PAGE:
The neck now had the fretboard glued on, so it was not possible to route the cavity with the neck in place. The tenon had to be adjusted to fit the cavity in a separate operation.

th_LPBG_215.jpgth_LPBG_217.jpg

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Even though is not the exact chronological order, let's continue the tour with the Custom.

Body binding time.

The binding on the LPC is similar to the one I did for the ES-355, 7-ply top and 5-ply back. The complete sandwich of layers is 4.5mm thick on the top and 3.5mm thick on the back. With the ES355, for the safety of the top to sides joint, it was necessary to treat the thin black/white layers as a purfling (2mm deep) and only the outside 1.5mm thick white strip as a full depth binding. For the fully solid LP this is not an issue, but nonetheless I decided to do it like on the 355.

The 0.5mm each black/white strips were laminated together to form the 4-ply and 6-ply pieces that would be the purfling. These were sawed in half with the handy water-cooled bandsaw.

th_LPBG_216.jpgth_LPBG_218.jpgth_LPBG_219.jpg

The chosen approach meant that the top had to be run twice through the binding channel jig to create the stepped channel.

th_LPBG_220.jpgth_LPBG_221.jpgth_LPBG_222.jpg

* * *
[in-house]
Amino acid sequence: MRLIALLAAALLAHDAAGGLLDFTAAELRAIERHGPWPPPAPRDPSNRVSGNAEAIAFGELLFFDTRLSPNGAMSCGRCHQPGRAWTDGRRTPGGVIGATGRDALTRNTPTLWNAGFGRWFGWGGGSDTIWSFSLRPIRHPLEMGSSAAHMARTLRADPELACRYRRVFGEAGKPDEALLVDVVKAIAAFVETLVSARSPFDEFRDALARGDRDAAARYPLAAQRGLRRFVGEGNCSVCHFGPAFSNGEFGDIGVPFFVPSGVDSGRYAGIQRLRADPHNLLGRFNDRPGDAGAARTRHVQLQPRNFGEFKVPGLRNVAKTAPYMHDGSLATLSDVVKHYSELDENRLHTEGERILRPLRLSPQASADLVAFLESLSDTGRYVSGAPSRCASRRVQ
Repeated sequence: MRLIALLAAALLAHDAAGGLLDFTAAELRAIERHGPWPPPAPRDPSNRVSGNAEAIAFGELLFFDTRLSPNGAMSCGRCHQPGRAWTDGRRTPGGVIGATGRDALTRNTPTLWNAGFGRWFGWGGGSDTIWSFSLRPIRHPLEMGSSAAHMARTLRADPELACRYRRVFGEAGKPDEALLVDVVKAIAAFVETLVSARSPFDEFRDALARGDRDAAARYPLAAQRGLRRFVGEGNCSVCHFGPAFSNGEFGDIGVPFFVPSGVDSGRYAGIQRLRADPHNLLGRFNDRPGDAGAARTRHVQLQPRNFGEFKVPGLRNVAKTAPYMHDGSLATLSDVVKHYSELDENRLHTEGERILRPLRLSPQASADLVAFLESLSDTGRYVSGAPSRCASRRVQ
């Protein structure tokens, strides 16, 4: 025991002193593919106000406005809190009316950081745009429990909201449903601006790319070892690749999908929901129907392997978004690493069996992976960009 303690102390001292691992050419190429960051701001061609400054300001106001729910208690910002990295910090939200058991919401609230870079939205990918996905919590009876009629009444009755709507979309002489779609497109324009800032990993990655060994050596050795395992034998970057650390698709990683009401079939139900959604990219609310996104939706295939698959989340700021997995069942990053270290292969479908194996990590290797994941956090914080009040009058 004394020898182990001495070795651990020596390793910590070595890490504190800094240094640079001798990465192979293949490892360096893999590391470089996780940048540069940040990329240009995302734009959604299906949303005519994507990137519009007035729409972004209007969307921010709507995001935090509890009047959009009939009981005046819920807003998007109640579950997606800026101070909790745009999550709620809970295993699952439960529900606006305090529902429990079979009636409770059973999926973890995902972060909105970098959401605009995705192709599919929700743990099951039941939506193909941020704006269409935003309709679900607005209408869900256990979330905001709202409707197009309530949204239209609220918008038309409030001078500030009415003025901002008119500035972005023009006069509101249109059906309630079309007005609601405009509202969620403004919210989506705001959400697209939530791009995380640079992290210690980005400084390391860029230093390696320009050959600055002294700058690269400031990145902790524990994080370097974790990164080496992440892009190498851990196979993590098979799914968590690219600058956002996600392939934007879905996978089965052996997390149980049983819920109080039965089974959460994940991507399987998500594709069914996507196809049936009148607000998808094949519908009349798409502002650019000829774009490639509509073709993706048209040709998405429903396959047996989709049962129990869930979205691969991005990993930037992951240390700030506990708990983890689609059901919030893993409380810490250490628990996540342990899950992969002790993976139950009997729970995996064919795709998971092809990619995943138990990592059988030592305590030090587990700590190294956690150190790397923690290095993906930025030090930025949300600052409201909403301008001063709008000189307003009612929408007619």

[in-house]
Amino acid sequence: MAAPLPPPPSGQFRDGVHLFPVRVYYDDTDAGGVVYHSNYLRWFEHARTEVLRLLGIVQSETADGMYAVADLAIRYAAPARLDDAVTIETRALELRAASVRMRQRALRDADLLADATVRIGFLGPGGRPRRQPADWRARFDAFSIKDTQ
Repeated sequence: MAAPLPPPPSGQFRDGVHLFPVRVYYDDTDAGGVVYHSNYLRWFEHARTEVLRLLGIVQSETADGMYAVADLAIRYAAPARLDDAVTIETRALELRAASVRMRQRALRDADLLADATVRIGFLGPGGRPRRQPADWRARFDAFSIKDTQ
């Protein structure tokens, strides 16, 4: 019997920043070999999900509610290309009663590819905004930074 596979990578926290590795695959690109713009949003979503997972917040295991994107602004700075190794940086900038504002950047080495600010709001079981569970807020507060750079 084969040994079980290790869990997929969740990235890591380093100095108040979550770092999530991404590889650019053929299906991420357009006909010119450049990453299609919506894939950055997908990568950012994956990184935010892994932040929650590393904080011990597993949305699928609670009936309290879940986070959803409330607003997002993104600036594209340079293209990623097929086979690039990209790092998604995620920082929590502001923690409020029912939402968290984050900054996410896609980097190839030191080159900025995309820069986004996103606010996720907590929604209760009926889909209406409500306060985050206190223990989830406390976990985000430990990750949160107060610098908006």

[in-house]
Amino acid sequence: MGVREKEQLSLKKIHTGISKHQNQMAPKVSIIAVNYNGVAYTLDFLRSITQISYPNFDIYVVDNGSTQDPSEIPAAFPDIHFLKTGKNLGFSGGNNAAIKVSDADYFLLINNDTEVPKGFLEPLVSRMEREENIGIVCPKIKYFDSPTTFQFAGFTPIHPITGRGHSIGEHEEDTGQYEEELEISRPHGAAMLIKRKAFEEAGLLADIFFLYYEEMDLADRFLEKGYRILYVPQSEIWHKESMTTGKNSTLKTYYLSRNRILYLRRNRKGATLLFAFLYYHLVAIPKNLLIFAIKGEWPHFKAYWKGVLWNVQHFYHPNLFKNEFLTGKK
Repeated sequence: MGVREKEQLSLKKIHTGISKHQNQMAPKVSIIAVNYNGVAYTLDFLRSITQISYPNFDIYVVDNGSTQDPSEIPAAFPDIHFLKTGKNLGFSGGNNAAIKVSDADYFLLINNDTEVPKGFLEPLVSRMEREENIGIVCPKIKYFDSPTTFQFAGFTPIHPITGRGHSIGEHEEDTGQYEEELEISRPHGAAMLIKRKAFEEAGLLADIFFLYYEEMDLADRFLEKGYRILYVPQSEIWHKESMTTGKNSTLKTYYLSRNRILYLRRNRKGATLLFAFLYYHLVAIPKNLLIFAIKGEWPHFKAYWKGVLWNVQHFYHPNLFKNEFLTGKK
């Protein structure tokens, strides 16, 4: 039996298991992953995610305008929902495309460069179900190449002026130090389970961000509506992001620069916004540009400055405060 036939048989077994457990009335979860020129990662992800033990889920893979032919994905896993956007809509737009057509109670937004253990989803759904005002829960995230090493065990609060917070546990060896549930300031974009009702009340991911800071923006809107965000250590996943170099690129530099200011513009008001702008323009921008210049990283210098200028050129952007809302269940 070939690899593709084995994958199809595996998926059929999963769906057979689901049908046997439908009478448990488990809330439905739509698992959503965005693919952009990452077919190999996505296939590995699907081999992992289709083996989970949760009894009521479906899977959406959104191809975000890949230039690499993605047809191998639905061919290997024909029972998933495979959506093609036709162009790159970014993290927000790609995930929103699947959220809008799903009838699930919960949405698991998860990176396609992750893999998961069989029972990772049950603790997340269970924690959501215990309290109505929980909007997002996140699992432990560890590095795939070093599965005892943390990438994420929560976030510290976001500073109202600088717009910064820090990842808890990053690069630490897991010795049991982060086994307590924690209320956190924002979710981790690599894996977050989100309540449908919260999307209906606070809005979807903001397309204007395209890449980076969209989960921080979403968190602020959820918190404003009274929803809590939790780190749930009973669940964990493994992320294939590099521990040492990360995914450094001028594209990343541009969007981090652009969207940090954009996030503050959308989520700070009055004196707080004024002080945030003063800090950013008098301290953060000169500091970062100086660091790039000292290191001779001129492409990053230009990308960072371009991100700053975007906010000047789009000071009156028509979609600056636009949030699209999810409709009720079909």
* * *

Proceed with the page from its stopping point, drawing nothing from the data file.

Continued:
The back was done in a similar way, but being flat it was done with the basic table router setup (no donut).

th_LPBG_223.jpgth_LPBG_224.jpgth_LPBG_225.jpg

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Then the usual routine of pre-bending and gluing with the acetone based glue. The purfling was applied first, then the ouside binding.

th_LPBG_227.jpgth_LPBG_228.jpgth_LPBG_230.jpg

th_LPBG_231.jpgth_LPBG_232.jpgth_LPBG_233.jpg

After scraping everything flush and sanding I had the LPC binding sorted out. If I have to do it again I will not laminate all the thin B/W strips together at once, I'll do it just in pairs. It is a lot more work, as it means it has to be applied in three different operations, but with the very sharp radius of the LP horn the layers appear a bit compressed after bending the rather thick 6-ply material. Anyway, I didn't consider it to be bad enough to do it again.

th_LPBG_235.jpgth_LPBG_236.jpgth_LPBG_240.jpg

Now it was a good time to route the cavity covers' recesses. This guitar was routed for the standard Gibson-made covers, the two Standards were routed for the vintage correct ones (they look pretty much the same, but are not identical).

th_LPBG_238.jpg

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Making your own 6 ply purfling? Dang Louis, that is incredible attention to detail.....almost borderline OCD! Verrrrrrrrrry nice work.

SR

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Making your own 6 ply purfling? Dang Louis, that is incredible attention to detail.....almost borderline OCD! Verrrrrrrrrry nice work.